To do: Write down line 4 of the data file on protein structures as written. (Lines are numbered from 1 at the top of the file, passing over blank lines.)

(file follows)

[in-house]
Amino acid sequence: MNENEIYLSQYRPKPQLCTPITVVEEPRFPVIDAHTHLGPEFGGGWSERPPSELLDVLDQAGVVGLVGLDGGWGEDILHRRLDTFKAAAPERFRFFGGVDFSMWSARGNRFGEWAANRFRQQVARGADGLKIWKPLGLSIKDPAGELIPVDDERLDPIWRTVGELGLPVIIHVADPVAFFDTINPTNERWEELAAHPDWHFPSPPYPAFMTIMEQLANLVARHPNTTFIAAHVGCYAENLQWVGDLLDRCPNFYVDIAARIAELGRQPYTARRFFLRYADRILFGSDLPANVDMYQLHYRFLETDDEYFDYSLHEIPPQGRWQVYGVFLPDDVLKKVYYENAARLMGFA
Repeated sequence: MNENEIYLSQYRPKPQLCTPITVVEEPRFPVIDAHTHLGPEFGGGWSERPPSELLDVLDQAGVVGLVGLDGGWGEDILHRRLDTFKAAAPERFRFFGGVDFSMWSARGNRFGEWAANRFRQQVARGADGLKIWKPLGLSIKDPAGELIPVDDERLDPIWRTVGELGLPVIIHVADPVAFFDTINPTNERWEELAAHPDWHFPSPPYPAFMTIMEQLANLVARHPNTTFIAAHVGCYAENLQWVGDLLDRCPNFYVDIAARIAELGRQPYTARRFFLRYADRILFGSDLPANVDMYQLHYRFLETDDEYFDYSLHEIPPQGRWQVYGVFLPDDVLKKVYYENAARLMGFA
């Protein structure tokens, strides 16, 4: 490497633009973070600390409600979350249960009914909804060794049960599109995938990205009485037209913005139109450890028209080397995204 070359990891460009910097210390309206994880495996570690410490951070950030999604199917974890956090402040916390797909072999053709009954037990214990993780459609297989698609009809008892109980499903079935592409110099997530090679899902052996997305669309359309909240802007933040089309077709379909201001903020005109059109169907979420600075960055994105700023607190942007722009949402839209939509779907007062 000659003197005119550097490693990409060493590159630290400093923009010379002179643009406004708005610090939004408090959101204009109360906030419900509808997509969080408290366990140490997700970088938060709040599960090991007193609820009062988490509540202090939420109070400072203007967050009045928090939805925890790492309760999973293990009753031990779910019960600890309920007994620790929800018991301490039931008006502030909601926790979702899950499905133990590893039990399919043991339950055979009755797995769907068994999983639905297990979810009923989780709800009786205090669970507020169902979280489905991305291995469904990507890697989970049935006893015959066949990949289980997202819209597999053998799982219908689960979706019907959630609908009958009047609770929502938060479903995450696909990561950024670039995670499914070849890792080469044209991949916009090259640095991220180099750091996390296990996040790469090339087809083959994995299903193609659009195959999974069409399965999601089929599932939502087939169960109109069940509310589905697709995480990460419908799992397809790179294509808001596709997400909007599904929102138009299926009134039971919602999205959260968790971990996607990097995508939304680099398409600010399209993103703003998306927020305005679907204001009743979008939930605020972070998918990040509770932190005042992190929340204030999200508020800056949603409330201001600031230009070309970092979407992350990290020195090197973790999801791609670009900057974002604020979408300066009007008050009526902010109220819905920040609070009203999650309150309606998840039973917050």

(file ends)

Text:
């Protein structure tokens, strides 16, 4: 490497633009973070600390409600979350249960009914909804060794049960599109995938990205009485037209913005139109450890028209080397995204 070359990891460009910097210390309206994880495996570690410490951070950030999604199917974890956090402040916390797909072999053709009954037990214990993780459609297989698609009809008892109980499903079935592409110099997530090679899902052996997305669309359309909240802007933040089309077709379909201001903020005109059109169907979420600075960055994105700023607190942007722009949402839209939509779907007062 000659003197005119550097490693990409060493590159630290400093923009010379002179643009406004708005610090939004408090959101204009109360906030419900509808997509969080408290366990140490997700970088938060709040599960090991007193609820009062988490509540202090939420109070400072203007967050009045928090939805925890790492309760999973293990009753031990779910019960600890309920007994620790929800018991301490039931008006502030909601926790979702899950499905133990590893039990399919043991339950055979009755797995769907068994999983639905297990979810009923989780709800009786205090669970507020169902979280489905991305291995469904990507890697989970049935006893015959066949990949289980997202819209597999053998799982219908689960979706019907959630609908009958009047609770929502938060479903995450696909990561950024670039995670499914070849890792080469044209991949916009090259640095991220180099750091996390296990996040790469090339087809083959994995299903193609659009195959999974069409399965999601089929599932939502087939169960109109069940509310589905697709995480990460419908799992397809790179294509808001596709997400909007599904929102138009299926009134039971919602999205959260968790971990996607990097995508939304680099398409600010399209993103703003998306927020305005679907204001009743979008939930605020972070998918990040509770932190005042992190929340204030999200508020800056949603409330201001600031230009070309970092979407992350990290020195090197973790999801791609670009900057974002604020979408300066009007008050009526902010109220819905920040609070009203999650309150309606998840039973917050």